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Too much Power?



This article focuses heavily on the CEO and co-founder of Facebook: Mark Zuckerberg. Before really diving into the main argument, the author states several statistics about Mark Zuckerberg/Facebook that are quite shocking and intriguing: 1) “Facebook controls the biggest social networks in the world outside China”; 2)  “Only China remains unconquered among Zuckerberg’s 2.2 billion supplicants”; 3) “The duopoly that is Facebook and Google together control large sections of the online advertising market 58% this year in the US”. By stating these interesting facts about Zuckerberg and Facebook, the author makes it clear to the reader that Zuckerberg’s social network is incredibly large, accounting for almost 1/3 of the entire world population. After making it clear to the reader how enormous the social network is, the author begins to talk specifically about Zuckerberg and how he has become a dominant leader of this social network. Because Zuckerberg is the CEO and head of Facebook, one can argue that Zuckerberg is at the head of this giant social network; Zuckerberg can be seen as the most powerful “node” in the network of social media. The author then wraps this article up by talking about the need to keep Facebook and Zuckerberg in check; the author strongly believes that “it’s time for [Zuckerberg’s] empire to be broken up”.


A really interesting quote from the article that stood out to me was…

“…all periods of technological advance are associated with wrenching social change, and sustained investment in human and physical infrastructure would be needed to disperse the new technologies through the economy. That requires action by the state. Leaving it to the market will not work.”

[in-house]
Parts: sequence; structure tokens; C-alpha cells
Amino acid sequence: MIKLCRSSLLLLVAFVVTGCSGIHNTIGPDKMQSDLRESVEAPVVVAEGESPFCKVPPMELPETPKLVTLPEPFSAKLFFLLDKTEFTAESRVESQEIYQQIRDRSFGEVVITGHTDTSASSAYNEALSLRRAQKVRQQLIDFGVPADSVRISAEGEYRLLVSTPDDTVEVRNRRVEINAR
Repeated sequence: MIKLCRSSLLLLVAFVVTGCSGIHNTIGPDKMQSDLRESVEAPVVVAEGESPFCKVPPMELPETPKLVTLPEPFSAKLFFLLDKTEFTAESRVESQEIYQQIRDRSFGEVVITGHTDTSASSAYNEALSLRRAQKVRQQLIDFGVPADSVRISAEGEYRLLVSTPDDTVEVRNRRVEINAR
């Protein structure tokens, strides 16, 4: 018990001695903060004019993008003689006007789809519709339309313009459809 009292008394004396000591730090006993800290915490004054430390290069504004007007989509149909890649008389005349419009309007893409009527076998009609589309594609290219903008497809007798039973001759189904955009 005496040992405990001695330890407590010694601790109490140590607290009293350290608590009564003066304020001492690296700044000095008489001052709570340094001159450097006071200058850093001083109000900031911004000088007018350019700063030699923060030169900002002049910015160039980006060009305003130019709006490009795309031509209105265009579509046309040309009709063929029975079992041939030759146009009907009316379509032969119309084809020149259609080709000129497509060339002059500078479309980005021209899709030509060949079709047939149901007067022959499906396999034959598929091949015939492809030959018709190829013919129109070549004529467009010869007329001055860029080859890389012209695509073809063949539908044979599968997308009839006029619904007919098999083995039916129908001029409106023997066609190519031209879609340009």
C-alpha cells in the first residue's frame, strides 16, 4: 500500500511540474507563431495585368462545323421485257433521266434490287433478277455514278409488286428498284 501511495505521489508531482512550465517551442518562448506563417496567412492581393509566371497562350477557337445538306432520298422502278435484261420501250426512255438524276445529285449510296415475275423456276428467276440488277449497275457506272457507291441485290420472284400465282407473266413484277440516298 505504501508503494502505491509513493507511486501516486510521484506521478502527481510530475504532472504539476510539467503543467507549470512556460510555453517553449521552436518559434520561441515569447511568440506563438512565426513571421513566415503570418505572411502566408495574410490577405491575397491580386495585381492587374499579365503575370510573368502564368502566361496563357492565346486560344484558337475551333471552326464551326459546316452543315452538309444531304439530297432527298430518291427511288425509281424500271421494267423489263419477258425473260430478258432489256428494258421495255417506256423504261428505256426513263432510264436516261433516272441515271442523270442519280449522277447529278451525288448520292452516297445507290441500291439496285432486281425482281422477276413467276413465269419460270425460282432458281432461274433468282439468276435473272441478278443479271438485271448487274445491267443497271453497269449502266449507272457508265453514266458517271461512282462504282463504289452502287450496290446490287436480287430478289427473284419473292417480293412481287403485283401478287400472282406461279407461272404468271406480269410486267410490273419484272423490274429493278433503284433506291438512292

This quote really connected with me because I think it resonates well with the material that we having been discussing in class. Technological advances lead to social change, which inevitably leads to imbalance and inequality of some sort. In other words, technological advances have made certain people significantly more powerful, more independent than other people in the social network. I chose to write about this article because it connects very closely to Chapter 12 –– Bargaining and Power in Networks–– which happens to be my favorite chapter thus far. One of the key points that I took away from this article is that social media (Facebook, Instagram, Snapchat, etc) has made people more dependable on higher power or higher control. By using these social media services, we are depending on these companies to handle our social interactions, our social data, and our social dependencies.


In concluding this blog post, I want to raise certain questions that I believe are worth thinking about.

  1. If we took the most influential/significant people in the world today, what would their network look like? Would it be relatively balanced? Or would there be a handful of nodes (people) that have dominant power?
  2. Facebook connects people from all over the world as easily as a click of a button on a computer. How has this ease of connectedness allowed people to expand their own personal networks? Is it possible that Facebook has actually limited your network to people close by? What would our social networks look like without these social media companies?
  3. How much power is too much power? Can you argue that Zuckerberg has become too powerful in the social network that is the world?


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